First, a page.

It also contained provisions specifically meant to protect against retaliation for the disclosure of any manipulation of scientific data, and, for the first time, would have allowed those who suffer alleged retaliation to request a jury trial in federal courts across the country. They now can get a hearing only before a single court in Washington that many advocates view as hostile to federal workers rights.
Rep. Chris Van Hollen (D-Conn.), a key sponsor of the bill, said, "We want to send a clear signal that whistleblowers will have the protection they deserve." Rep. Todd Russell Platts (R-Pa.), another key sponsor, said he believes the legislation will empower "those on the front lines" in the federal workforce who see wrongdoing to come forward, because it provides a legal means for them to do so. Today, he said, they are "understandably hesitant."
Perhaps we missed something, but except for the Washington Post, the rest of the mainstream news media appears to have been asleep at the switch in covering this important story.
Government Executive reported (excerpt):
By Robert Brodsky, December 23, 2010
... The 11th-hour failure to pass the bill was déjà vu for its supporters. In 2008, the Senate passed a version by unanimous consent and the House passed a similar bill, but the chambers were unable to work out their differences before the 110th Congress adjourned.
During the past decade, the measure also has faced countless procedural hurdles from Senate Republicans. Among the Republican lawmakers who have placed holds on earlier versions of the whistleblower legislation are Sens. Jon Kyl of Arizona, Tom Coburn of Oklahoma, Kit Bond of Missouri, Jim Bunning of Kentucky, and Jeff Sessions of Alabama….
The bill reportedly had the backing of Senate Minority Leader Mitch McConnell, R-Ky.
Supporters of the measure vowed to identify the lawmaker who placed the hold. "This holiday season, a Republican senator gave taxpayers a secret Scrooge," said Tom Devine, legal director of the Government Accountability Project, a whistleblower protection and advocacy organization. "The senator who sabotaged this bill should come out of the closet. Good government groups want to give him the 2010 Friend of Fraud, Waste and Abuse Award. There will be a relentless search to find the politician who is a cowardly enemy of taxpayers."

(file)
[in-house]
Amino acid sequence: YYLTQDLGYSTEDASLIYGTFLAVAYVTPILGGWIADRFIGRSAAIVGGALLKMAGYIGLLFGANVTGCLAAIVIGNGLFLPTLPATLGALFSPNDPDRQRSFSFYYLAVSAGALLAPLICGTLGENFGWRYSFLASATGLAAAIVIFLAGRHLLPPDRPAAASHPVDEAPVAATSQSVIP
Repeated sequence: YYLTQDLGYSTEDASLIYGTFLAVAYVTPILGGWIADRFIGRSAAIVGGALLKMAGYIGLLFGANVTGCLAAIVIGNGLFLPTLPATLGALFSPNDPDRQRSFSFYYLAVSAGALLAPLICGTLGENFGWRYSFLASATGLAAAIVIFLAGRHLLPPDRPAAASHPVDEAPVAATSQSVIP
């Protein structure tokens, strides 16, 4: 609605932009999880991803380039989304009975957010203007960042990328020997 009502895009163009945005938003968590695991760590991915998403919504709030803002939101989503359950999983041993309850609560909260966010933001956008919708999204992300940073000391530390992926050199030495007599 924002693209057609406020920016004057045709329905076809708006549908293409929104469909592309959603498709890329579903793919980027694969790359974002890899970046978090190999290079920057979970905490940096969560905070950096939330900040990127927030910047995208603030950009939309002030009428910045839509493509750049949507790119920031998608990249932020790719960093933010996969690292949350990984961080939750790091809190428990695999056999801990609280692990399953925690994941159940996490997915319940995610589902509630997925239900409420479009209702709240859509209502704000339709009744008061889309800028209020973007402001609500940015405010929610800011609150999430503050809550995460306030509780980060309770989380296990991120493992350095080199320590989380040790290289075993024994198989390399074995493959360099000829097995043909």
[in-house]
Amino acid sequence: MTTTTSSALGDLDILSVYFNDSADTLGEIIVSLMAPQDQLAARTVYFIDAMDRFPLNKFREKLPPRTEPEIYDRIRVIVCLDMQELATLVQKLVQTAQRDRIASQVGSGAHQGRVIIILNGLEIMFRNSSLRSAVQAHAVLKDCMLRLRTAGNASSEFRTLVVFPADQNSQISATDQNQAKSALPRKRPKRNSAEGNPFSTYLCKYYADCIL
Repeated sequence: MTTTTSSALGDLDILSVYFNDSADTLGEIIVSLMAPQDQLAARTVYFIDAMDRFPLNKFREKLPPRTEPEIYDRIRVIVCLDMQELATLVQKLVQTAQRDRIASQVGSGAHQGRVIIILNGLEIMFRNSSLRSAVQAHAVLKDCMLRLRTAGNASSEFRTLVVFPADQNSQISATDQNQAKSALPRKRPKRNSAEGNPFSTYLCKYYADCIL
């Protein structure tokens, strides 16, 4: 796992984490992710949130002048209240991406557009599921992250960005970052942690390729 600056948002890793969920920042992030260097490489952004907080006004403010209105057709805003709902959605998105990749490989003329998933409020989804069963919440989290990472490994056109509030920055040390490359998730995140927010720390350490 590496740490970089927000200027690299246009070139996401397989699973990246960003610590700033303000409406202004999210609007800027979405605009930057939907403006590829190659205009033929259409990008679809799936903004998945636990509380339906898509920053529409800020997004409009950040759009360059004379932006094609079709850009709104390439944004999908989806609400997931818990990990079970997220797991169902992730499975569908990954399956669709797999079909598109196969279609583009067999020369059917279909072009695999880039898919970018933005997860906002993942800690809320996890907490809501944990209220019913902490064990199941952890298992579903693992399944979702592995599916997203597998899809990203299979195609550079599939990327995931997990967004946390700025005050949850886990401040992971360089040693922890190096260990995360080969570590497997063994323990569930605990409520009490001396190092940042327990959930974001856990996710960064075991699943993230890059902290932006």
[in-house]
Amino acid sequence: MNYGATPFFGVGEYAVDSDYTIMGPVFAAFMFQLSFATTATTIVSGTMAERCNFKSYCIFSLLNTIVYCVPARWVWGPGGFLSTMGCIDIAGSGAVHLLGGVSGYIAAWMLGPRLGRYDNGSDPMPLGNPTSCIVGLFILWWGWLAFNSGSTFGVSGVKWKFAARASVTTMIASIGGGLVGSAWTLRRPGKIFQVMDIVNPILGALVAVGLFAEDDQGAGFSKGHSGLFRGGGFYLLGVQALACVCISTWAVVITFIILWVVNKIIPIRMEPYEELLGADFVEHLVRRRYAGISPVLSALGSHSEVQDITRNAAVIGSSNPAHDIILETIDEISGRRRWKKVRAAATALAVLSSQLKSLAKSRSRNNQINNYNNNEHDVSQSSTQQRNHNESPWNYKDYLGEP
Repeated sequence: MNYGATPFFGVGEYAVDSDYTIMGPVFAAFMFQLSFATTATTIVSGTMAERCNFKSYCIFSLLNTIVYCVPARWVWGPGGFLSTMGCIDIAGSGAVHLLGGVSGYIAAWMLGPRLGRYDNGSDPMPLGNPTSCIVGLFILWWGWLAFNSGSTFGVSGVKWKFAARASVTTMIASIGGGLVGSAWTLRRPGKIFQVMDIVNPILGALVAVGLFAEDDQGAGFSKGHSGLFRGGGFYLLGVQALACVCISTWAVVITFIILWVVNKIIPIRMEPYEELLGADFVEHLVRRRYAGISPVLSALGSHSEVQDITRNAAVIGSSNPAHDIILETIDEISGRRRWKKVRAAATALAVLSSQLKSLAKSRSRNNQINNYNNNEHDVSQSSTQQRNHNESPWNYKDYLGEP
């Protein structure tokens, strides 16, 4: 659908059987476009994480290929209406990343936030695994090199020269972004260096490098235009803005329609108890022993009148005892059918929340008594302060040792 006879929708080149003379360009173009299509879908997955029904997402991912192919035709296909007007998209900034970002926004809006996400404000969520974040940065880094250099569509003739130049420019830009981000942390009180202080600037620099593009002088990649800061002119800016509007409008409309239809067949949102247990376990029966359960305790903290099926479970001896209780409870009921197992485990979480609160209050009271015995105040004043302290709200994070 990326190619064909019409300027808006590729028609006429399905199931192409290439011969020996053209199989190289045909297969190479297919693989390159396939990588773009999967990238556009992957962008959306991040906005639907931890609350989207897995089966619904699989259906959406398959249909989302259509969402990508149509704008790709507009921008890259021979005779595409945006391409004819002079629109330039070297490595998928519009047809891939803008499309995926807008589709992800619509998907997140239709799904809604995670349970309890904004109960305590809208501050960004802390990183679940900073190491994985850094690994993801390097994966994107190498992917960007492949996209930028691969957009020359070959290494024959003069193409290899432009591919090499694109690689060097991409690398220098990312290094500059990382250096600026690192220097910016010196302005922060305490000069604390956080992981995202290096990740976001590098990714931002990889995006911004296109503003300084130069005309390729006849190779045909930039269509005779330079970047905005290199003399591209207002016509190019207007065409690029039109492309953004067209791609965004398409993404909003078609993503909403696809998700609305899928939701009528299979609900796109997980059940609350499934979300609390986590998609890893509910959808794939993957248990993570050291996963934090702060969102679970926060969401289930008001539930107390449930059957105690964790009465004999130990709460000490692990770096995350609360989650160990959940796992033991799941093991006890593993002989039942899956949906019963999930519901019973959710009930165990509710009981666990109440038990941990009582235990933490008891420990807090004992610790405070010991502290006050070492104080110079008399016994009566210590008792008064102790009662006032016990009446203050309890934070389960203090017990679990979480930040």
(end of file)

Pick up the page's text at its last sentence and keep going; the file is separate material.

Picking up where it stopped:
The Government Accountability Project pledged to continue working toward passage of the bill in the next Congress. But with Republicans taking control of the House, some supporters believe getting attention for the measure might be difficult.
The scuttled bill would have provided new or expanded whistleblower protection rights to 40,000 Transportation Security Administration baggage screeners and federal scientists who challenge what they see as censorship.
The bill also would have changed the legal process for whistleblowers alleging retaliation from their supervisors, allowing alleged victims to seek a jury trial anywhere in the country. Appellate reviews of cases involving the 1989 Whistleblower Protection Act would no longer be sent exclusively to the Federal Circuit Court of Appeals, which has ruled in favor of government whistleblowers in only three of 211 cases. And the bill would have ended a provision in existing law that protects only "the first" person who discloses the misconduct.
The act also would give the Office of Special Counsel the authority to file friend-of-the-court briefs to support employees appealing MSPB rulings. MSPB would be required to file annual reports on the outcomes of whistleblower cases, and an experimental whistleblower ombudsman position would be created to advise employees of their rights in offices of inspectors general.